Vision Supplement

P17

An oasis of calm

Despite the recent budget, 2009 is going to be a difficult and unpredictable year. GDP, interest rates, tax rates, oil prices, commodity prices and exchange rates are all going to fluctuate, and this adds up to an extremely difficult environment in which to run a business. It feels like 1989, but much worse. The most […]

New Asset

Green dream

Sustainability could be the winner as the credit crunch tips the balance of power away from brand-owners and towards the consumer. Changes in consumption patterns might make us all behave more ethically – or not, says Clare Dowdy

New Asset

A rebalancing act

Conspicuous consumption is becoming passé as the recession starts to bite, but where does this leave commercial interior design? A shift from private to public projects and an emphasis on creative capital is the way forward, says John Stones

Richard Hargreaves

Richard Hargreaves Managing Director, Lightgraphix

It doesn’t matter how clever an interior design is if you can’t see it properly, and despite the hype surrounding low-energy lighting technology, there are many ‘wonder’ products that are less useful than traditional lamps

p11

Beyond the tipping point

The digital arena should hold out fairly well against the downturn, says Mike Exon – especially those brands that are making the most of interactive communications and taking an integrated approach to new and traditional media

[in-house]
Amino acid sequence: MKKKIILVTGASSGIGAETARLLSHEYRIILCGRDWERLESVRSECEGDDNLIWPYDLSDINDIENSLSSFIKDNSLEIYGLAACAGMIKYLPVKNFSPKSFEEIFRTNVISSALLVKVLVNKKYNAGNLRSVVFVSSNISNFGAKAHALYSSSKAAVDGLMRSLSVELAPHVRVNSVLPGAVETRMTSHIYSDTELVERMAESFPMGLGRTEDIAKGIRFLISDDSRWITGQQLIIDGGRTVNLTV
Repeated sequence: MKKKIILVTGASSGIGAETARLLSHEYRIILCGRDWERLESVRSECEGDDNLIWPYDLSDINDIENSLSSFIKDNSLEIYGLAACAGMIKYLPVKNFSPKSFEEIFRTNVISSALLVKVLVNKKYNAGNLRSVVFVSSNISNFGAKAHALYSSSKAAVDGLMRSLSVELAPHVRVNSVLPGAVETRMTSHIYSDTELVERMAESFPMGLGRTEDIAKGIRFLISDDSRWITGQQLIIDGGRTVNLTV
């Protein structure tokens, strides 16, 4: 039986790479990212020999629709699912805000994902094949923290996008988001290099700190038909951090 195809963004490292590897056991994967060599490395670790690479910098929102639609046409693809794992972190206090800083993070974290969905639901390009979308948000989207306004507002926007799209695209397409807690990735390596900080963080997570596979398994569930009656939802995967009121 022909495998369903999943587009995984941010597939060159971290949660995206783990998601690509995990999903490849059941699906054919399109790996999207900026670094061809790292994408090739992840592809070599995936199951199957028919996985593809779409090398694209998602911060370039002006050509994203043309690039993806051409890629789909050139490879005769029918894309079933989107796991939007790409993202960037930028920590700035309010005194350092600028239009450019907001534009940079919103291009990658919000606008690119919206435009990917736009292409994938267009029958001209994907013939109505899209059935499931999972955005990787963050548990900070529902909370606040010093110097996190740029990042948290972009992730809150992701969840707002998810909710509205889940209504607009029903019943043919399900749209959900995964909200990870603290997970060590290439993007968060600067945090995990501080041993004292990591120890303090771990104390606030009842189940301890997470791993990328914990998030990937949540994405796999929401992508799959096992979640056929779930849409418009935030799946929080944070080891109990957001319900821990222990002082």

Adam Churchill

Adam Churchill, Divisional Manager, Profiles Creative

A return on marketing investment is easier to prove in the digital sector, so budgets may hold up better than in other areas. The year 2009 won’t be easy, but there is a demand for freelance specialist creatives – particularly client-side

New Asset

Hard lessons

The downturn is hitting design recruitment in every sector, with client budgets and salary expectations suffering badly. But think twice before retrenching too quickly, says Anna Richardson, because it could hamper your recovery

New Asset

Tactile does it

Clients are opting for smaller print runs these days, but they’re also more keen to pay attention to details and experiment with unusual techniques – made possible by digital methods. Bryan Edmondson has full faith in the industry’s future

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